Even though she is nearly 21 and has super powers herself; my daughter still needs to see me be all I can be, rightly access the powers of a woman and graciously wield the gifts of all I was created to be.
You are Elastigirl! Pull yourself together!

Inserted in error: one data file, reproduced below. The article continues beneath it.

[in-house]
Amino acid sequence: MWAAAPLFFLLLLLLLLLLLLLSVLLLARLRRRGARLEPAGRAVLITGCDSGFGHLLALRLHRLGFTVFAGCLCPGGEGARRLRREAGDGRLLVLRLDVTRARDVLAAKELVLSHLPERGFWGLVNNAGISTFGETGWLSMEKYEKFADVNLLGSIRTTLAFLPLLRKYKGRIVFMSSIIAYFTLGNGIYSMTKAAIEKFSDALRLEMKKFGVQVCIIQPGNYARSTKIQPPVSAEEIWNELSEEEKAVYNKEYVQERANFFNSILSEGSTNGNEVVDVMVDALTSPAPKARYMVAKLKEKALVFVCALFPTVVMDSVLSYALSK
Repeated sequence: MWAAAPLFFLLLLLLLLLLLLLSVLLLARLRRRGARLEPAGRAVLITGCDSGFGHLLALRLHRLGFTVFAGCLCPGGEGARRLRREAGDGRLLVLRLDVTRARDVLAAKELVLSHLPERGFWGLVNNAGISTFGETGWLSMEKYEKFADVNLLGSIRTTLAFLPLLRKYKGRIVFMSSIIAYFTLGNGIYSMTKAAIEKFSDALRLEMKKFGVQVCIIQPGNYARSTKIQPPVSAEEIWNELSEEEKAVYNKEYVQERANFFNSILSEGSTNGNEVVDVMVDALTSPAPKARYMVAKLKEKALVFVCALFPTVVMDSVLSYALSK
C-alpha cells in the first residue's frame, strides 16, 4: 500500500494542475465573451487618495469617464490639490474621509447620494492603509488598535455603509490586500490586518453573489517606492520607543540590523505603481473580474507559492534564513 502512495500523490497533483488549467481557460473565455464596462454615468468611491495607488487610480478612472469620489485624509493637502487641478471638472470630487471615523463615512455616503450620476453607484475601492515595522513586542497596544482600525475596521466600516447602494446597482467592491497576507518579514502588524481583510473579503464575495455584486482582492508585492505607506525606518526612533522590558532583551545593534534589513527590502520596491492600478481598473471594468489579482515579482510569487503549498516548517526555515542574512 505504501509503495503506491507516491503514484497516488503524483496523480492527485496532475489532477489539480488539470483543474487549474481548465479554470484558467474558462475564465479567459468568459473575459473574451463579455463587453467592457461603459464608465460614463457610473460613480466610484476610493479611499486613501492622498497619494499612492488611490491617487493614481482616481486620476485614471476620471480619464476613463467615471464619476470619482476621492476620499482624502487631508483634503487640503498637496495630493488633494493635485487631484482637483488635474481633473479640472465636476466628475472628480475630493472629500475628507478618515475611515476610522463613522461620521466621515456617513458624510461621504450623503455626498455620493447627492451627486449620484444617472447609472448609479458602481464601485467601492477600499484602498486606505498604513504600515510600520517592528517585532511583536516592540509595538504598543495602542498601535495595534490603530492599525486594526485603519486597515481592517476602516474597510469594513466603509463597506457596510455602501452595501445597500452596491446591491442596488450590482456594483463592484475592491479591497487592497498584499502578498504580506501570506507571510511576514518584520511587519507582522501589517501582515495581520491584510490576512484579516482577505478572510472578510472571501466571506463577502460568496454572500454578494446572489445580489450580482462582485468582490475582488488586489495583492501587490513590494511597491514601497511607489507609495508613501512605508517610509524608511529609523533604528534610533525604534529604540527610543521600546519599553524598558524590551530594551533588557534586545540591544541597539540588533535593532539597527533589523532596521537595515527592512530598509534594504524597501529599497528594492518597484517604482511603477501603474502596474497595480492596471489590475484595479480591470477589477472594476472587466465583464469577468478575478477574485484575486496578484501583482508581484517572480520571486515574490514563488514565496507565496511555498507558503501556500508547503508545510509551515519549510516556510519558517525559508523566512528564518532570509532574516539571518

I don’t know if it was something I ate last night. I did have an extra serving of Selah’s birthday cake and some ice cream. I did have a few licks – a taste check and finger cleaning of the seven layer bean dip I made for the potluck today. But, in the pre-waking minutes before six A.M., I had a dream about a lion. I don’t know if it was a precursor of things to come; a sort of warning, or a manifestation of inner thoughts and fears. I was not particularly fearful of the lion.